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Xiaomi’s ‘Mi Pad’ Trademark Blocked for Copying Apple’s iPad

Xiaomi's 'Mi Pad' Trademark Blocked for Copying Apple's iPad
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Apple has successfully prevented Chinese smartphone maker Xiaomi from registering the name “Mi Pad” as a trademark in the European Union, according to a new report.

The General Court, the EU’s second-highest, ruled that Xiaomi could not trademark Mi Pad as the name for its lineup of tablets on account of it being too similar to Apple’s existing iPad device. The Court added that consumers were likely to be confused by the similarity between the two names, adding that the addition of the “letter ‘m’ at the beginning of ‘Mi Pad’” wasn’t a sufficient enough difference, Reuters reported on Tuesday.

Xiaomi first filed the trademark application in 2014, a full four years after Apple first released the original iPad in 2010. Apple subsequently lodged a complaint with the European Intellectual Property Office (EUIPO) on the grounds that consumers would think Mi Pad was a variation of Apple’s own tablet. The EUIPO upheld Apple’s complaint in 2016.

The court agreed with the EUIPO decision, adding that English-speaking buyers were likely to read “Mi Pad” as “my pad” instead of the correct pronunciation of “me pad” — therefore pronouncing the “i” the same way as iPad.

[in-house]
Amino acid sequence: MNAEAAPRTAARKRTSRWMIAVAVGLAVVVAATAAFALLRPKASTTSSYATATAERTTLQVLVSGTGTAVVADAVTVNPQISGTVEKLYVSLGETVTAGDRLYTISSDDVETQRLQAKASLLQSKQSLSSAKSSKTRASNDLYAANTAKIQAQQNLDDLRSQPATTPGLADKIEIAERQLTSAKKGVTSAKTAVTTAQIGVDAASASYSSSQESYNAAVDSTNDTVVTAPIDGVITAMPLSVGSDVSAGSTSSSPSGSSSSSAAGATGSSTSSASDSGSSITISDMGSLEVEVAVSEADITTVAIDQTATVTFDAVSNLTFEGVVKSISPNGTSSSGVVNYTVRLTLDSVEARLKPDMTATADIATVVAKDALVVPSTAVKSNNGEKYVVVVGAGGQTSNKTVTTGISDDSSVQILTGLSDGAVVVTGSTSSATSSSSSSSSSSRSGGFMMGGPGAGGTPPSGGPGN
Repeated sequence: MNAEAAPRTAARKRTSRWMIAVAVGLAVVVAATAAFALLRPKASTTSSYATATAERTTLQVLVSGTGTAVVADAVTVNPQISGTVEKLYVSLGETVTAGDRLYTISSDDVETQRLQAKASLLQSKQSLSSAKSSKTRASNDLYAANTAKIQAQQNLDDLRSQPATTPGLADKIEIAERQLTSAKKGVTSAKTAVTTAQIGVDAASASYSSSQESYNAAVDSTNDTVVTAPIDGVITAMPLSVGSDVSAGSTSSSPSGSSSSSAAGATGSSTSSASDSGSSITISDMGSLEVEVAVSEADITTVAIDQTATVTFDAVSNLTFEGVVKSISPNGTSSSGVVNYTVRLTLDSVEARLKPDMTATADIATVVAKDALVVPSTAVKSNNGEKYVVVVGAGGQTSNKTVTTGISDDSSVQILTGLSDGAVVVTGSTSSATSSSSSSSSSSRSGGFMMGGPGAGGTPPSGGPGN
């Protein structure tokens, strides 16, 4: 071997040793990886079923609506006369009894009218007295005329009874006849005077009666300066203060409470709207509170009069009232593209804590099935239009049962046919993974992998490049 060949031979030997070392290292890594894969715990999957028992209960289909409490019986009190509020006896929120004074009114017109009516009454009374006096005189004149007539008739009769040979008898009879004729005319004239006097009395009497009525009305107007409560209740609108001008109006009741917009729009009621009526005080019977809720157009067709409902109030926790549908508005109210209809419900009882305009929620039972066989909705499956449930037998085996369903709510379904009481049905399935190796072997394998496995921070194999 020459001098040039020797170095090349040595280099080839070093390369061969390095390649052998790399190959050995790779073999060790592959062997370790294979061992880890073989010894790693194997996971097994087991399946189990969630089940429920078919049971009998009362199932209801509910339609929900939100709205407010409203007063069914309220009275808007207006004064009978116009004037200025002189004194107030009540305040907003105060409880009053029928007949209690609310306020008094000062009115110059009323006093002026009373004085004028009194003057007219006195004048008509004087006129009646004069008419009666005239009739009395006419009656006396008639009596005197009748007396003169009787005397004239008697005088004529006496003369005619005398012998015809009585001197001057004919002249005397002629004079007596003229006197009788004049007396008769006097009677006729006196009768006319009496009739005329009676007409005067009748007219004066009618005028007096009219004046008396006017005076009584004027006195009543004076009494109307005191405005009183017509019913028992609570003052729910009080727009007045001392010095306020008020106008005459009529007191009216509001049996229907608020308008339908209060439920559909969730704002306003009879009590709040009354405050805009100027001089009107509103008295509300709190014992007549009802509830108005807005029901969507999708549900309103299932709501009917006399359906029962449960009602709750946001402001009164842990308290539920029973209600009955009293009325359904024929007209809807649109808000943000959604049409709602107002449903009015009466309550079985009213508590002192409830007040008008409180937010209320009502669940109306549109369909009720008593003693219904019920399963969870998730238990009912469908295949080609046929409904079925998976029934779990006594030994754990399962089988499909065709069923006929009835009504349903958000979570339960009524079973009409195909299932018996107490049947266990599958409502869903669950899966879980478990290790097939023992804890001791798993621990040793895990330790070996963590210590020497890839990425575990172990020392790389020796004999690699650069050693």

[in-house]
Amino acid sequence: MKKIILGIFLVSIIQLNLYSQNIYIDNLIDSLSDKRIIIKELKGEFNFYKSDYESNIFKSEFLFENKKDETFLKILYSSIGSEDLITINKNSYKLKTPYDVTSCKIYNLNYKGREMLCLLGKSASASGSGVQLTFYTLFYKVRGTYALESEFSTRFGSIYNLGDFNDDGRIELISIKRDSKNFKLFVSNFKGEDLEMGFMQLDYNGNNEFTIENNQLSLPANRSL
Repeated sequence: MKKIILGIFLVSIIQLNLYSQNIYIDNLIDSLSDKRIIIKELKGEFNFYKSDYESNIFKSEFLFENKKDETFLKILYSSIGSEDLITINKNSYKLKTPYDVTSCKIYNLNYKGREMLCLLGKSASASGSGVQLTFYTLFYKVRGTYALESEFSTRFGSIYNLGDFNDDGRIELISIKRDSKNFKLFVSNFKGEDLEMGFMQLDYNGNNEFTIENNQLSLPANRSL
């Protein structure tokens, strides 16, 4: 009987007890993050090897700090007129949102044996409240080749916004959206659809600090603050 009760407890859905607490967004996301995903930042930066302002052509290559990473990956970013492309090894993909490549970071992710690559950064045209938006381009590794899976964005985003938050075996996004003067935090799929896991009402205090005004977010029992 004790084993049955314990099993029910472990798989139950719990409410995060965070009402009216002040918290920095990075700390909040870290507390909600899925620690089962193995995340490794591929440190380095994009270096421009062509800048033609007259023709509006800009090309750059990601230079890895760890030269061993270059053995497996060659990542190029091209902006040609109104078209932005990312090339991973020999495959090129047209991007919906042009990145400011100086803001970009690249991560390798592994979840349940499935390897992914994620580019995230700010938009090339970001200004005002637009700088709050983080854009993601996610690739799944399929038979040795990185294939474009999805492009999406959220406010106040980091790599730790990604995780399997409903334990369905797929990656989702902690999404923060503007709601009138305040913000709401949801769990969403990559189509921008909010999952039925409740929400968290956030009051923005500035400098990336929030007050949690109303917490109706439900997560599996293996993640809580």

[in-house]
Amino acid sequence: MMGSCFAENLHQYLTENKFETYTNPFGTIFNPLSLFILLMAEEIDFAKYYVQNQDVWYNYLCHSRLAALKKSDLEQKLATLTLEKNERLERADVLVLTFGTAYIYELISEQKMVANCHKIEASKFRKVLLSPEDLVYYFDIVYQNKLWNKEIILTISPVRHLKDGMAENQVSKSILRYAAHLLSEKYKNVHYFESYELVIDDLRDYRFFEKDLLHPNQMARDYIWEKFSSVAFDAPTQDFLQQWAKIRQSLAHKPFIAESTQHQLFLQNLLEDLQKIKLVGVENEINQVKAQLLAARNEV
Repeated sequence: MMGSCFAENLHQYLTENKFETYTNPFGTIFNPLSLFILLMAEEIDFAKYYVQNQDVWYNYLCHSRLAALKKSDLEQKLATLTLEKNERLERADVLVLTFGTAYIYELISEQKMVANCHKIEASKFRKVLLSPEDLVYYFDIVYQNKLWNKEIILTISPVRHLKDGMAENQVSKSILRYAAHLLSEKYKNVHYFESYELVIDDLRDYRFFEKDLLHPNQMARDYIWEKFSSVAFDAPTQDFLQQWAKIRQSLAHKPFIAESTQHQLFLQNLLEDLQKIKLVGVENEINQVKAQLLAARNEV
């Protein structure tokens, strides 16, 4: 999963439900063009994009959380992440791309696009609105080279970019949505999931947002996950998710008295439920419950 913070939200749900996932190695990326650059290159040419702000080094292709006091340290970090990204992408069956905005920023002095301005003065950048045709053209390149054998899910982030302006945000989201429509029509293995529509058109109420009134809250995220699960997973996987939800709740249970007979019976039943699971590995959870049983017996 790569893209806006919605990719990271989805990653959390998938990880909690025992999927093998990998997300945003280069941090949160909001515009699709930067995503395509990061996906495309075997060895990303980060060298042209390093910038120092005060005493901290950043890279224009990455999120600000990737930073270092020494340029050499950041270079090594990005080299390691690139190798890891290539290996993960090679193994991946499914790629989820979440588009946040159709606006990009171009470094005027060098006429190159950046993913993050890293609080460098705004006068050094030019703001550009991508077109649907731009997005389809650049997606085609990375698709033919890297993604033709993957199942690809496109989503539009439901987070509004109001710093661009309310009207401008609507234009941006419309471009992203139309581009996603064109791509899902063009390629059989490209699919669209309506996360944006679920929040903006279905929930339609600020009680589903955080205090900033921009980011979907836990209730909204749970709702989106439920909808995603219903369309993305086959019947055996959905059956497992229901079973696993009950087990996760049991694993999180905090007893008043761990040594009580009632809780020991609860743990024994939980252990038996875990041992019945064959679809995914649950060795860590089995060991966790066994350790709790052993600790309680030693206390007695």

Xiaomi is one of the largest smartphone makers in the world and has consistently stayed in the top 5 in its home region of Asia (typically behind Samsung, Huawei and Oppo). Currently, the company is in talks with investment banks about going public, with a proposed initial public offering (IPO) valuation of $50 billion, according to the Business Times.

The Chinese OEM also has long had a reputation for blatantly ripping off Apple’s devices, designs and aesthetics, from its flagship iPhone to its MacBook Air. Xiaomi even stole Apple’s famous “one more thing” for a keynote event in 2014.

From here, Xiaomi can appeal the General Court’s ruling at the highest court in the EU: the Court of Justice of the European Union. Whether it will remains to be seen — particularly with two legal decisions already levied against its case.

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